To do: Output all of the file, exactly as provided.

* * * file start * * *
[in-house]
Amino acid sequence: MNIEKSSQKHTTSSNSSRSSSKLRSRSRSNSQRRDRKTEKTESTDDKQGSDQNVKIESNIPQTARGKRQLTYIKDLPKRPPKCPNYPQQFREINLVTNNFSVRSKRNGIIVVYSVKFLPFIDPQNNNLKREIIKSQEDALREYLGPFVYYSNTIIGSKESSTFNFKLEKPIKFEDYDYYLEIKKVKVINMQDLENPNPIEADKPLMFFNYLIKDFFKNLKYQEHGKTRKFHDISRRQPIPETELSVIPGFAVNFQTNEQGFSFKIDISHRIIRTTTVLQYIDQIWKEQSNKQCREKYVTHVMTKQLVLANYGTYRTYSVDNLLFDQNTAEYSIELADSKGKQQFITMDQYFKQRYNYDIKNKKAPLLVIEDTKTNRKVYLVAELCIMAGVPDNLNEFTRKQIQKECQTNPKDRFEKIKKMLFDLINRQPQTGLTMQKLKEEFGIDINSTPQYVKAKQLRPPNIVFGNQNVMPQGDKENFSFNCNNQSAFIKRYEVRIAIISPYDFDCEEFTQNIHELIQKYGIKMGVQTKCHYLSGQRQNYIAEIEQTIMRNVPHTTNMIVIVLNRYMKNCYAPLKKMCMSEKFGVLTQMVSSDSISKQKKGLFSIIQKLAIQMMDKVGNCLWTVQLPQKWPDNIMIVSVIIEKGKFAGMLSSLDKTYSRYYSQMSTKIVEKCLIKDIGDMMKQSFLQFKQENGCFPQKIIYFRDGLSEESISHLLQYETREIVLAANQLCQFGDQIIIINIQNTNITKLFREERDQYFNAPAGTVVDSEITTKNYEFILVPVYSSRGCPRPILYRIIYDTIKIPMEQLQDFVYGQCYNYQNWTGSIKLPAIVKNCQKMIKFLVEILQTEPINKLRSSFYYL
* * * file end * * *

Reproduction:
[in-house]
Amino acid sequence: MNIEKSSQKHTTSSNSSRSSSKLRSRSRSNSQRRDRKTEKTESTDDKQGSDQNVKIESNIPQTARGKRQLTYIKDLPKRPPKCPNYPQQFREINLVTNNFSVRSKRNGIIVVYSVKFLPFIDPQNNNLKREIIKSQEDALREYLGPFVYYSNTIIGSKESSTFNFKLEKPIKFEDYDYYLEIKKVKVINMQDLENPNPIEADKPLMFFNYLIKDFFKNLKYQEHGKTRKFHDISRRQPIPETELSVIPGFAVNFQTNEQGFSFKIDISHRIIRTTTVLQYIDQIWKEQSNKQCREKYVTHVMTKQLVLANYGTYRTYSVDNLLFDQNTAEYSIELADSKGKQQFITMDQYFKQRYNYDIKNKKAPLLVIEDTKTNRKVYLVAELCIMAGVPDNLNEFTRKQIQKECQTNPKDRFEKIKKMLFDLINRQPQTGLTMQKLKEEFGIDINSTPQYVKAKQLRPPNIVFGNQNVMPQGDKENFSFNCNNQSAFIKRYEVRIAIISPYDFDCEEFTQNIHELIQKYGIKMGVQTKCHYLSGQRQNYIAEIEQTIMRNVPHTTNMIVIVLNRYMKNCYAPLKKMCMSEKFGVLTQMVSSDSISKQKKGLFSIIQKLAIQMMDKVGNCLWTVQLPQKWPDNIMIVSVIIEKGKFAGMLSSLDKTYSRYYSQMSTKIVEKCLIKDIGDMMKQSFLQFKQENGCFPQKIIYFRDGLSEESISHLLQYETREIVLAANQLCQFGDQIIIINIQNTNITKLFREERDQYFNAPAGTVVDSEITTKNYEFILVPVYSSRGCPRPILYRIIYDTIKIPMEQLQDFVYGQCYNYQNWTGSIKLPAIVKNCQKMIKFLVEILQTEPINKLRSSFYYL